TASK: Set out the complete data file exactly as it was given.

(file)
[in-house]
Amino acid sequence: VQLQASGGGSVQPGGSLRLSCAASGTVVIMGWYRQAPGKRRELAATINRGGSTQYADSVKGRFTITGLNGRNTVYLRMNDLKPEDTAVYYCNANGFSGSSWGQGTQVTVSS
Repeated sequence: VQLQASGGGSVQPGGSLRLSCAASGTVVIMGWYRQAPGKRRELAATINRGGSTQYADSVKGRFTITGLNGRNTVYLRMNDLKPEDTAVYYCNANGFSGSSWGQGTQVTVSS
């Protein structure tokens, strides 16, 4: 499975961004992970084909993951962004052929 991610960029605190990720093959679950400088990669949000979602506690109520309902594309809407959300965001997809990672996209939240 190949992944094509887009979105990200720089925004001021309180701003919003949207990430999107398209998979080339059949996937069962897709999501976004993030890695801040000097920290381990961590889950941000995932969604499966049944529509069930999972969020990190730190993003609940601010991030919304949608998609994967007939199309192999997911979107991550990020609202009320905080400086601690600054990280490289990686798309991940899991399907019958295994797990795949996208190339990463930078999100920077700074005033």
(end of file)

[in-house]
Amino acid sequence: VQLQASGGGSVQPGGSLRLSCAASGTVVIMGWYRQAPGKRRELAATINRGGSTQYADSVKGRFTITGLNGRNTVYLRMNDLKPEDTAVYYCNANGFSGSSWGQGTQVTVSS
Repeated sequence: VQLQASGGGSVQPGGSLRLSCAASGTVVIMGWYRQAPGKRRELAATINRGGSTQYADSVKGRFTITGLNGRNTVYLRMNDLKPEDTAVYYCNANGFSGSSWGQGTQVTVSS
């Protein structure tokens, strides 16, 4: 499975961004992970084909993951962004052929 991610960029605190990720093959679950400088990669949000979602506690109520309902594309809407959300965001997809990672996209939240 190949992944094509887009979105990200720089925004001021309180701003919003949207990430999107398209998979080339059949996937069962897709999501976004993030890695801040000097920290381990961590889950941000995932969604499966049944529509069930999972969020990190730190993003609940601010991030919304949608998609994967007939199309192999997911979107991550990020609202009320905080400086601690600054990280490289990686798309991940899991399907019958295994797990795949996208190339990463930078999100920077700074005033």